Home Office publishes draft strategy on refugee integration - Refugee Council
August 6, 2004

Home Office publishes draft strategy on refugee integration

The Home Office has published Integration Matters, a draft document for consultation on its strategy on refugee integration.

This new strategy builds on the policies set out in Full and equal citizens, published in 2002. It forms part of the work of the Government and other public bodies in promoting race relations and community cohesion. As there is already a strategy for refugee integration in Scotland and one is intended for Wales, this document is tailored to English circumstances.

A major part of the new strategy will be the piloting of a Strategic Upgrade of National Refugee Integration Services (Sunrise). Sunrise is a new approach, whereby each newly-recognised refugee who chooses to participate will work with a caseworker to produce a ‘Personal Integration Plan’.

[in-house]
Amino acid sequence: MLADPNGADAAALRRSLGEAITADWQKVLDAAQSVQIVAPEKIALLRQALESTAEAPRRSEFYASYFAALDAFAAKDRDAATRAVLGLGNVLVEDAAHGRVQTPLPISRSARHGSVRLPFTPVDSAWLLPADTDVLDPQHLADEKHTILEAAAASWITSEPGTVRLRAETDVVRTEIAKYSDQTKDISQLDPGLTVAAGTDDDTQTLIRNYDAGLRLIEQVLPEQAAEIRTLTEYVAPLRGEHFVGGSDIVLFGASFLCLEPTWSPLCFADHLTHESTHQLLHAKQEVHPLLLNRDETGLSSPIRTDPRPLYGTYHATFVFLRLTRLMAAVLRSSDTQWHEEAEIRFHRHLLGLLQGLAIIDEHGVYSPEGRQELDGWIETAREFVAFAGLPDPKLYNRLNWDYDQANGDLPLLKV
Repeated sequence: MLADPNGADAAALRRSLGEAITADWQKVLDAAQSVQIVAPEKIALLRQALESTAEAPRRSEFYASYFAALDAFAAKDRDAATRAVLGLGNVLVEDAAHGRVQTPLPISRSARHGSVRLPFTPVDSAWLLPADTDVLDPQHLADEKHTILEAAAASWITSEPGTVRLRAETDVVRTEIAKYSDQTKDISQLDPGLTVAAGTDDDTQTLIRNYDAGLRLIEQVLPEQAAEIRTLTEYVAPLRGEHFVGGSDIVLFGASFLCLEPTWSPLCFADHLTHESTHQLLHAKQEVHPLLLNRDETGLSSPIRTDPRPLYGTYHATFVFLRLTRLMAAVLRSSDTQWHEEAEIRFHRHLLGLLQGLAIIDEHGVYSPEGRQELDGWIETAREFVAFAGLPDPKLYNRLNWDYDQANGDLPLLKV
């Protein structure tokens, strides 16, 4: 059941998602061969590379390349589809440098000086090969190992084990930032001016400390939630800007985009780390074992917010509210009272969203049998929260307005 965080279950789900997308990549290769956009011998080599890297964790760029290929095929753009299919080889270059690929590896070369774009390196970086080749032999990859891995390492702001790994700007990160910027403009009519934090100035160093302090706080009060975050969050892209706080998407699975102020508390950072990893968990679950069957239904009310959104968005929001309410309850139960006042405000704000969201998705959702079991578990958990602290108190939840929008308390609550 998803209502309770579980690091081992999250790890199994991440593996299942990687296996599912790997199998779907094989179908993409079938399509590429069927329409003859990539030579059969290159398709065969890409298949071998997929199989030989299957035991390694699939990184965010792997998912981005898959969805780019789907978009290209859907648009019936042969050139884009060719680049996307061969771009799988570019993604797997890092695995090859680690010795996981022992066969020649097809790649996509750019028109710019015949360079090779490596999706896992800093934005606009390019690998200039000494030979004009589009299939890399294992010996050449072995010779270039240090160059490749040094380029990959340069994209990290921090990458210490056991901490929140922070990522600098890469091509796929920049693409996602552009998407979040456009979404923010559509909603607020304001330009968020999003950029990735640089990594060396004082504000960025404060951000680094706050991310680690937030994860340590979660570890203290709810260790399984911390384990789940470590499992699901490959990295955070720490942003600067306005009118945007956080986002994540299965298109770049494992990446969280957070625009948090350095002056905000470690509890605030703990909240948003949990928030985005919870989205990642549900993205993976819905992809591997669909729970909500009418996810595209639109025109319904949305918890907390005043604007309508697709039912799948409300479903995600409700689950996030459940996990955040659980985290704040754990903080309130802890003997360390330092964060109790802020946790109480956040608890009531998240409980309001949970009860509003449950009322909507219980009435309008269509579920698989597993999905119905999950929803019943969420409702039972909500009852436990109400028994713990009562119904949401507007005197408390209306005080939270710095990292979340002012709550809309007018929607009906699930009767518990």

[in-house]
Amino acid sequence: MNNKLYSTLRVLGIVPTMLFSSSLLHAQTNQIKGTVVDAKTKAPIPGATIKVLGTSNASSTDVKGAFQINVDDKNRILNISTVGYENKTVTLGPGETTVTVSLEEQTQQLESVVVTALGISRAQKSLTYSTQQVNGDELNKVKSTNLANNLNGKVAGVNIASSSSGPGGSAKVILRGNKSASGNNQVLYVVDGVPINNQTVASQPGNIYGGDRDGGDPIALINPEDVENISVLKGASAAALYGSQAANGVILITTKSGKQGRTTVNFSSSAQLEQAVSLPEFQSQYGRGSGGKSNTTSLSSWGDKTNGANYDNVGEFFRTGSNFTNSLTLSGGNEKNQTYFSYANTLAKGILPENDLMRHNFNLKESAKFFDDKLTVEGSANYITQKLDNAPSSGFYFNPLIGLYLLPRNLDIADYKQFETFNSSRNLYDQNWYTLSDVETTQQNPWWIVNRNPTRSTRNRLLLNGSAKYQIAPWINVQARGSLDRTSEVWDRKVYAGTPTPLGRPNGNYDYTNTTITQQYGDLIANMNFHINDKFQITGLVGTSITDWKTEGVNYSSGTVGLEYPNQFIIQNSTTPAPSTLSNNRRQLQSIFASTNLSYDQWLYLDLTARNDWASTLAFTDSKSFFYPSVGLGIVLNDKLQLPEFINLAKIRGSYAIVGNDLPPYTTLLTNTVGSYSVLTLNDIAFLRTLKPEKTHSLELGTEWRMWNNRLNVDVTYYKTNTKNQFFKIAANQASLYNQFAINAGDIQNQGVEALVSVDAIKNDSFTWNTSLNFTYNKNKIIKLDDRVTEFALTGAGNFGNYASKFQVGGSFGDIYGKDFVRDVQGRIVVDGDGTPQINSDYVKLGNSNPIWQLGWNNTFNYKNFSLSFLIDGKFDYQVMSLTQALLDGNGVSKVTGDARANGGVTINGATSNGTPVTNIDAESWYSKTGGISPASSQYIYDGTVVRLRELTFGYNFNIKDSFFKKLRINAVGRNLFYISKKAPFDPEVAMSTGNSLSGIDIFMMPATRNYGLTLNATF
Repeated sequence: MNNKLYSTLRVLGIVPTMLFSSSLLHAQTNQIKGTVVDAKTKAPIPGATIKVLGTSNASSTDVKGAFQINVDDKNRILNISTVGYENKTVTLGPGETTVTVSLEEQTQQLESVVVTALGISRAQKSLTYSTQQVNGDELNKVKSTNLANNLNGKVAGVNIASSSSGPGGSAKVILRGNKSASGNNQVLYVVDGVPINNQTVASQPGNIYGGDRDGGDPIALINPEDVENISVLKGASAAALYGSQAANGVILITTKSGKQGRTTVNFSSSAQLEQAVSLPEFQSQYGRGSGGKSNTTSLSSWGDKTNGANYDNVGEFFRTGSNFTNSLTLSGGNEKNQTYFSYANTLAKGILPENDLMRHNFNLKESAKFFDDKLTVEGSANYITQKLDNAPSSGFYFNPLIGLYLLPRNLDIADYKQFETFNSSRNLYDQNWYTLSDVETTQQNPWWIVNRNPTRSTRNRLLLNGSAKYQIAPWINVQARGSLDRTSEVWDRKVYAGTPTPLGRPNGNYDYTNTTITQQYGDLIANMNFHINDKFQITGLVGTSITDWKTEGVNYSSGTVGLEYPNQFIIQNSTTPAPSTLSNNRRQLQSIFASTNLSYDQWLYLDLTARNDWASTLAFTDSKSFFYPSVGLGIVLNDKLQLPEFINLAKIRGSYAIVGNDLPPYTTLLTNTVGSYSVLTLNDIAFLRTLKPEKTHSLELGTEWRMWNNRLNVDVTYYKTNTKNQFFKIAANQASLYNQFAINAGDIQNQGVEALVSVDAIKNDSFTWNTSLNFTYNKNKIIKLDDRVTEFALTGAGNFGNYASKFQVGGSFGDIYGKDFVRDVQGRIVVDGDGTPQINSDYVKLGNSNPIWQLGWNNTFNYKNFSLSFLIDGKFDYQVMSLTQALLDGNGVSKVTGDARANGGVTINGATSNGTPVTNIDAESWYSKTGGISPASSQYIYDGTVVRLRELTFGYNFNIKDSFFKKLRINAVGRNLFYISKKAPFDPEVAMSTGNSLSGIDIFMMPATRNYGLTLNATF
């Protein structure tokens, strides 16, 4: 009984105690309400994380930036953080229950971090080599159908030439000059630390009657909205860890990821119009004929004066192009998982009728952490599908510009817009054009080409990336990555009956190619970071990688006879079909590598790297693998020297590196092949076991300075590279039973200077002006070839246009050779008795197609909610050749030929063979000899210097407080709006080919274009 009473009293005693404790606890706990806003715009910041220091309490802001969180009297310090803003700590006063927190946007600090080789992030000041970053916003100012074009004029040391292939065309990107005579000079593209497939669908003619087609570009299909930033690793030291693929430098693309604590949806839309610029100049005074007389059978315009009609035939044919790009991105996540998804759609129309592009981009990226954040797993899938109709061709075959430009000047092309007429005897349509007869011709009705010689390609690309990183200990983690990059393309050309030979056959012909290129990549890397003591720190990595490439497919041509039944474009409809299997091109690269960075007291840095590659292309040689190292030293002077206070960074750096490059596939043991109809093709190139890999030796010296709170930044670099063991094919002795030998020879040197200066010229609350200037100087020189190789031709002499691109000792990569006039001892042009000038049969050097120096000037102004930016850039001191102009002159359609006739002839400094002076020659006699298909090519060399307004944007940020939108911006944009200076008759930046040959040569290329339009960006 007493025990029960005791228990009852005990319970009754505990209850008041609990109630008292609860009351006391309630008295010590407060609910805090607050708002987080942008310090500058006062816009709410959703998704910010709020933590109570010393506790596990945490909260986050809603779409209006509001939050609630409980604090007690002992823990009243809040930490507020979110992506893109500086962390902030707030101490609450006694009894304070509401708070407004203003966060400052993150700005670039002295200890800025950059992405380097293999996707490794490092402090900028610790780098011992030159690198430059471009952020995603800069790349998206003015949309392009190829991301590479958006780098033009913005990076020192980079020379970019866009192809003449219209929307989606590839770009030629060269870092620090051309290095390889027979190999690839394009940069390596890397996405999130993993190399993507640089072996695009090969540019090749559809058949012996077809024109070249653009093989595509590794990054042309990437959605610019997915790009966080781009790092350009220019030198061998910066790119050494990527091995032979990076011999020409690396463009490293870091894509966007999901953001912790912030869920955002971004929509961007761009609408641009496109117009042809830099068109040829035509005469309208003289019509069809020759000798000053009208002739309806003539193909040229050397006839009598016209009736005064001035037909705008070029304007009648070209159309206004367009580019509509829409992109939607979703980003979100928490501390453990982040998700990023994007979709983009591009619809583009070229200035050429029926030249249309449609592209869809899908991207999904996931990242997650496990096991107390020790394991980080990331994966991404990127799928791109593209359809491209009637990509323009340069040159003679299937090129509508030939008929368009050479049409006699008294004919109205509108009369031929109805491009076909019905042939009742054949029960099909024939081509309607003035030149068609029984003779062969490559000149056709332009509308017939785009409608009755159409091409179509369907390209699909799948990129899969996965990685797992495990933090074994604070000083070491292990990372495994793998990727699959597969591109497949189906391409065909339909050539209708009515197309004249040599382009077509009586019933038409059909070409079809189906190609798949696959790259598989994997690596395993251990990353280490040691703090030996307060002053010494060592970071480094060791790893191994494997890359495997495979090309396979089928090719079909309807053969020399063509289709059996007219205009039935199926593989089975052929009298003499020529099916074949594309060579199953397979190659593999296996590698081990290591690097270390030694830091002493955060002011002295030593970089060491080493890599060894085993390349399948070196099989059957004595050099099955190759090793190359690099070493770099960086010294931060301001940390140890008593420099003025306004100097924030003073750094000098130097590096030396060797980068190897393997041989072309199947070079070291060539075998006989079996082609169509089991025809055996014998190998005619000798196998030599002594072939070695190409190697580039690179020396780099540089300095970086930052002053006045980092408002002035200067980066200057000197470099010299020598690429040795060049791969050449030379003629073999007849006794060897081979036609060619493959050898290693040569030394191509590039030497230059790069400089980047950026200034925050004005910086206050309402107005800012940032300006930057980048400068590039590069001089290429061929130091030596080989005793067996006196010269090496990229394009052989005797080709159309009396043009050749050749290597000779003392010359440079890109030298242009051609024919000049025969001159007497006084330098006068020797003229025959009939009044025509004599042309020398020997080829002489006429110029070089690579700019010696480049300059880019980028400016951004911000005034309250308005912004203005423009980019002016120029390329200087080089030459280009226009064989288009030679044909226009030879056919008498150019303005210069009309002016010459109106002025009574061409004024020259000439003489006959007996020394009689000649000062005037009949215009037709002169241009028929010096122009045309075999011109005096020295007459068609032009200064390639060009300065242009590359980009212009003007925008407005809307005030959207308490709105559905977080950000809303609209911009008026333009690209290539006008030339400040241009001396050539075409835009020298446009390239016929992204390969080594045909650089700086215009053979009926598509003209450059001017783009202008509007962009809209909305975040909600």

The integration plan will be produced during the 28 days following receipt of refugee status and will include consideration of employment, housing and other needs.

The Sunrise programme, to be piloted in one region in 2005 with a schedule of national roll-out to follow if it is considered successful, will be delivered by the voluntary sector, working under contract to the Government.

The Government is inviting responses on the consultation document.

Responses should be sent by 20 October to:

Cilla Pegg
Immigration Nationality Directorate
6th Floor
Apollo House
36 Wellesley Road
Croydon CR9 3RR

The Refugee Council’s Agenda for Integration

The Refugee Council has published a policy paper on refugee integration, entitled Agenda for Integration. This document has been developed with a view to shaping emerging policy and practice on refugee integration, drawing on the Refugee Council’s experience of work with refugee communities, voluntary organisations and policy makers.

There are some important differences between the Government’s Integration Matters and the Refugee Council’s Agenda for Integration. Of considerable significance, particularly in current circumstances, is the Refugee Council’s emphasis on integration as a process beginning at the point of arrival, not when refugee status is granted.